In Gallery II, Goldfinch is excited to present “Second Chakra,” a solo exhibition of new paintings by Los Angeles- based artist Carrie Cook. This is Cook’s first exhibition in Chicago. The exhibition is on view from Saturday, January 14th through Saturday, February 25th.
Using a combined visual language of representation and abstraction, often achieved through unexpected cropping and perspectival distortions, Cook destabilizes the familiarity and security of everyday scenes and things—objects we assume are easily recognizable for their forms and functions, like food, table-settings, and vases. Charged with a sense of dislocation and mystery, though rooted in real-life, Cook’s work exposes overlaps between the past and present, and the unexpected associations we make through memory and intuitive gestures. The paintings in “Second Chakra” are threaded together by the color orange, which Cook explores both as the literal fruit, unfurling and changing over time, and as the essence of the “open chakra” itself: a glowing color of sun, fire, sex, intimacy, inner life, and connection.
Suspended in groundless space, the objects that Cook paints feel partially estranged from ordinary life, as though examined psychologically as well as materially. “I’m drawn to the emotive, inner, meditative, and symbolic nature of abstract work,” explains Cook, “But I follow more external breadcrumbs that I hope are making up a symbolic vocabulary.” The push-and-pull between abstraction and representation, with ordinary objects as her visual anchors, points to the artist’s interest in probing at the emotive, meditative, and even dreamlike qualities of these everyday scenes and the associations they might prompt. “It is important to me to have a very grounded-in-reality language, so a raw orange or raw steak becomes, to me, like a lung or a heart, and hopefully creates more poetic connotations that swirl around that relationship.”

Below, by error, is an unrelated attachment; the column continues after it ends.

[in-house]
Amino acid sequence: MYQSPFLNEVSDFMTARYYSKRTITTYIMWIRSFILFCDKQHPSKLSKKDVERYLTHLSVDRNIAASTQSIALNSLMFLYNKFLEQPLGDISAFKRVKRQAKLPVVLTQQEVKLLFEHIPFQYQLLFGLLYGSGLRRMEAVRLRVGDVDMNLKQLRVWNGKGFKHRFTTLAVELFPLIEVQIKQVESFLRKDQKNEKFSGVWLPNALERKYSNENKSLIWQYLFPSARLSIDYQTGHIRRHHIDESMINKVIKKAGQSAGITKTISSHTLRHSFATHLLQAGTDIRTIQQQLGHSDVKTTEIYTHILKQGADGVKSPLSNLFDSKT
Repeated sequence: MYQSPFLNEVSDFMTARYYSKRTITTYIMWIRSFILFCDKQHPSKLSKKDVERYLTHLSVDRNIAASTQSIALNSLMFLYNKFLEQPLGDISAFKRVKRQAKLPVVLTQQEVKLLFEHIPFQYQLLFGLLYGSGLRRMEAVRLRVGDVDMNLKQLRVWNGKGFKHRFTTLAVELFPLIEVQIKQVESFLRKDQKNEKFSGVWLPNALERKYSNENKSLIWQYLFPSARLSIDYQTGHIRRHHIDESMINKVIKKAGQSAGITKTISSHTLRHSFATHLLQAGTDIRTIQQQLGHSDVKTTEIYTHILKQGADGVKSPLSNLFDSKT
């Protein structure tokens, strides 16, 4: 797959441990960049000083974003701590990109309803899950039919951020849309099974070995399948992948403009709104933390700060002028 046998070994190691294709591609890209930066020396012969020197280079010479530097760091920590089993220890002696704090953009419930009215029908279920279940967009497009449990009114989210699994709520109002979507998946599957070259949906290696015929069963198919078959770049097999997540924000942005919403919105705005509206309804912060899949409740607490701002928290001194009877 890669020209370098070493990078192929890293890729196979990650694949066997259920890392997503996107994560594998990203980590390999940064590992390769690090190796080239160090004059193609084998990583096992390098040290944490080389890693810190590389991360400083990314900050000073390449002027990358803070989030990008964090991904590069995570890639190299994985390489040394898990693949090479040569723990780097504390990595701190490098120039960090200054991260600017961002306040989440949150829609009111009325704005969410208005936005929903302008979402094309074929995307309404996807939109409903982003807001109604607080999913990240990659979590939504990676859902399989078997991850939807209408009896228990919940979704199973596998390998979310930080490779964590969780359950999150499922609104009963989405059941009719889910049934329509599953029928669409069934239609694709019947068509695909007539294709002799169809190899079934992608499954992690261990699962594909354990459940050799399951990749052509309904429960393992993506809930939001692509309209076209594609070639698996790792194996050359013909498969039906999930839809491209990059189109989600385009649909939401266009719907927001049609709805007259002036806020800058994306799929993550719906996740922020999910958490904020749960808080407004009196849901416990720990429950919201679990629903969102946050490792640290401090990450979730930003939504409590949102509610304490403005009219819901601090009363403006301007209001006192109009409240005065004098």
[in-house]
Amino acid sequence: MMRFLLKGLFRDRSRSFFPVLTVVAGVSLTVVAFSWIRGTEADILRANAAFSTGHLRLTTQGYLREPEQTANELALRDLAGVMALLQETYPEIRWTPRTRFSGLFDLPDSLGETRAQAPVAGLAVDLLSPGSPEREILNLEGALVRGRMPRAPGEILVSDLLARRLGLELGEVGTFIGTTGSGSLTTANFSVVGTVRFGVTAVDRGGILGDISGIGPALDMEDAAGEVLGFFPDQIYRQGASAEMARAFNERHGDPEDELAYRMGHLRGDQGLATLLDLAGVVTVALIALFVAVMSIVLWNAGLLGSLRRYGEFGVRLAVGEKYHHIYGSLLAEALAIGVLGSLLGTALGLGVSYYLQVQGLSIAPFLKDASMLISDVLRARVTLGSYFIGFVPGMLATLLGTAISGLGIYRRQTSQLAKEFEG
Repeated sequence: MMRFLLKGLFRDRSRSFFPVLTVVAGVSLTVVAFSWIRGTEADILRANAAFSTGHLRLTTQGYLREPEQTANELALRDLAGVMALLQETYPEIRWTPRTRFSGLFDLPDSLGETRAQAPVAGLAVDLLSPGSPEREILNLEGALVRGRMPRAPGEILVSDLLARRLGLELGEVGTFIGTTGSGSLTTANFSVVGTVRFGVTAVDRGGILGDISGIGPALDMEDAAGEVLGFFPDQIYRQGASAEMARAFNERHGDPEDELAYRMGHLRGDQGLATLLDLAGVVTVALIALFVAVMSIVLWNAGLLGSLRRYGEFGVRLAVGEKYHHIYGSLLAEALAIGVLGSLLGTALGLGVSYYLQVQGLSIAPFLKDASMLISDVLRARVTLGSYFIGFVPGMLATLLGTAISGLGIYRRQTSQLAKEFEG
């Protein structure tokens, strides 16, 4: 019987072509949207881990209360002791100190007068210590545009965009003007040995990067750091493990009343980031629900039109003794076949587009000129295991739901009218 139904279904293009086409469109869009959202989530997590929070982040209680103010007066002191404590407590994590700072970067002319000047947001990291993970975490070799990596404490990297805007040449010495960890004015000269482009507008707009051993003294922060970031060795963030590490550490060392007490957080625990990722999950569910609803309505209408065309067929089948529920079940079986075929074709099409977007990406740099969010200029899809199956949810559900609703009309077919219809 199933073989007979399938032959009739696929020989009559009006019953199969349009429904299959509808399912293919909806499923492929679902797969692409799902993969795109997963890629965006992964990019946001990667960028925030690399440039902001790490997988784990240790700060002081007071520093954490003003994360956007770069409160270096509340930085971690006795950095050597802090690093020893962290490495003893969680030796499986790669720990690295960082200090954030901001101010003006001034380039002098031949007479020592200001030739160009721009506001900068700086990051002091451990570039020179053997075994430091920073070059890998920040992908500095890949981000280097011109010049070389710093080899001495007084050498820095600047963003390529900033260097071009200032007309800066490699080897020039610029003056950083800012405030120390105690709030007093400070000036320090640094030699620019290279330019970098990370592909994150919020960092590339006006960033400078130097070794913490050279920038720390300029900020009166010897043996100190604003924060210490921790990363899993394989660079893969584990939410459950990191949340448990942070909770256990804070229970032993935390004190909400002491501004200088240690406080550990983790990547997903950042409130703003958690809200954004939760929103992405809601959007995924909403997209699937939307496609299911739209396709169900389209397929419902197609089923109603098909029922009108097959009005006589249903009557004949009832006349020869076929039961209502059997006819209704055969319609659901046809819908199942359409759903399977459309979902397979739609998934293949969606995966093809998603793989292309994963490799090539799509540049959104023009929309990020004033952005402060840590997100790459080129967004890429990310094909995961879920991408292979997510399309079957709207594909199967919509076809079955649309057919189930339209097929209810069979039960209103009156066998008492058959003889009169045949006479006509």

In Cook’s paintings, the vibrant, fleshy fruit of an orange or the glow of a sunset in a rear-view mirror act like glowing embers in paintings that are often steeped in inky black space. “I think of a lot of my works as night scenes,” Cook notes. “I do a lot of painting at night, and I think the darks in contrast with the orange give the paintings this otherworldliness.” This balance of light and dark, as though the paintings are illuminated by the objects within them, speaks more broadly to Cook’s interest in the relationships and parallels between the external nature of an object and the mysterious, unseen spaces of its interior. In her paintings, these relationships, exchanges, and oppositions hold a certain reverie, as Cook probes at deep psychological and emotive ties between us and the seemingly ordinary matter than makes up our daily lives, memories, and dreams.
Carrie Cook, born in Nashville, TN (1984) currently lives and works in Los Angeles, CA. She holds a MFA from the University of Houston and a BFA from the University of Texas, Austin. Her work has been exhibited at venues such as CFHILL, Stockholm, Night Gallery, Los Angeles, Make Room, Los Angeles, Tyler Park Presents, Los Angeles, Below Grand, New York, Dread Lounge, Los Angeles, Lawndale Art Center, Houston, and Blaffer Museum of Art, Houston and featured in publications such as Art Maze Magazine and Contemporary Art Review Los Angeles. She will present a selection of new works on Zwirner Platform in Feb 2023 and her work will be included in the upcoming issue of Bat City Review, a literary journal out of the University of Texas.